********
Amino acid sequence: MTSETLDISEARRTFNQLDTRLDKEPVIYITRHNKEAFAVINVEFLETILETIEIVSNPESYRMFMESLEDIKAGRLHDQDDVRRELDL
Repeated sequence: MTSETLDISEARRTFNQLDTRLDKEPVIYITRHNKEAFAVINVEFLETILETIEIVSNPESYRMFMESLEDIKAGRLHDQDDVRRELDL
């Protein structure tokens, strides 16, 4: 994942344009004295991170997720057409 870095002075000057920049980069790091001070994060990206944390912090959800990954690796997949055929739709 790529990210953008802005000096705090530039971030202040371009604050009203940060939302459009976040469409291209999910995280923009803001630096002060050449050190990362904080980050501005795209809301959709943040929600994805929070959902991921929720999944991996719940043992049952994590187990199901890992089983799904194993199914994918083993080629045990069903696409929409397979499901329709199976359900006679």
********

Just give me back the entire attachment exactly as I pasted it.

Amino acid sequence: MTSETLDISEARRTFNQLDTRLDKEPVIYITRHNKEAFAVINVEFLETILETIEIVSNPESYRMFMESLEDIKAGRLHDQDDVRRELDL
Repeated sequence: MTSETLDISEARRTFNQLDTRLDKEPVIYITRHNKEAFAVINVEFLETILETIEIVSNPESYRMFMESLEDIKAGRLHDQDDVRRELDL
């Protein structure tokens, strides 16, 4: 994942344009004295991170997720057409 870095002075000057920049980069790091001070994060990206944390912090959800990954690796997949055929739709 790529990210953008802005000096705090530039971030202040371009604050009203940060939302459009976040469409291209999910995280923009803001630096002060050449050190990362904080980050501005795209809301959709943040929600994805929070959902991921929720999944991996719940043992049952994590187990199901890992089983799904194993199914994918083993080629045990069903696409929409397979499901329709199976359900006679």